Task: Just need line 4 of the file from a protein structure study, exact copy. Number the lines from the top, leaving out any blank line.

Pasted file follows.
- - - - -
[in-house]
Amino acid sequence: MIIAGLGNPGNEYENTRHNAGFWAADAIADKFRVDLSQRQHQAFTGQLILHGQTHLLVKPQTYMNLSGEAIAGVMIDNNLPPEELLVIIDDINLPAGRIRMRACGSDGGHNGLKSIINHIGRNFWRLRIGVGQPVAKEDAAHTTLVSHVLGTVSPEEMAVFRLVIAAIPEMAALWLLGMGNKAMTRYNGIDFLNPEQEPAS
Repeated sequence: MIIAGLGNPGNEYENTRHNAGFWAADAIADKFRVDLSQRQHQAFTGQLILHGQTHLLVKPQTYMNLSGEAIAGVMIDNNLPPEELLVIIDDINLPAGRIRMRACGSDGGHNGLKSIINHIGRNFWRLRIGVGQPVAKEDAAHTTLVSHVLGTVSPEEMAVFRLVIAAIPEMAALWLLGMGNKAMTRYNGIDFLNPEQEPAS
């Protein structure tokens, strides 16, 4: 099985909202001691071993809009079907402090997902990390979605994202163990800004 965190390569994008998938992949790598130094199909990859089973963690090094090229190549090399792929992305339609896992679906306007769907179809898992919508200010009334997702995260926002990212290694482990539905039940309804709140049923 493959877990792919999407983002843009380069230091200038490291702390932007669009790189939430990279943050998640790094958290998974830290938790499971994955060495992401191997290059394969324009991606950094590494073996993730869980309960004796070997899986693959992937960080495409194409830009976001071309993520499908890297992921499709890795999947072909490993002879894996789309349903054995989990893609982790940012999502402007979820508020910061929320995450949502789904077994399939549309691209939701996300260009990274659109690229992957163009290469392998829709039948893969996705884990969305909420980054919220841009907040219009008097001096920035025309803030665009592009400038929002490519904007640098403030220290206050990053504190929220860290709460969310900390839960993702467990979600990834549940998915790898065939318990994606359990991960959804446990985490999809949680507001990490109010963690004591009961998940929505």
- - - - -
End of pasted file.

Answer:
């Protein structure tokens, strides 16, 4: 099985909202001691071993809009079907402090997902990390979605994202163990800004 965190390569994008998938992949790598130094199909990859089973963690090094090229190549090399792929992305339609896992679906306007769907179809898992919508200010009334997702995260926002990212290694482990539905039940309804709140049923 493959877990792919999407983002843009380069230091200038490291702390932007669009790189939430990279943050998640790094958290998974830290938790499971994955060495992401191997290059394969324009991606950094590494073996993730869980309960004796070997899986693959992937960080495409194409830009976001071309993520499908890297992921499709890795999947072909490993002879894996789309349903054995989990893609982790940012999502402007979820508020910061929320995450949502789904077994399939549309691209939701996300260009990274659109690229992957163009290469392998829709039948893969996705884990969305909420980054919220841009907040219009008097001096920035025309803030665009592009400038929002490519904007640098403030220290206050990053504190929220860290709460969310900390839960993702467990979600990834549940998915790898065939318990994606359990991960959804446990985490999809949680507001990490109010963690004591009961998940929505």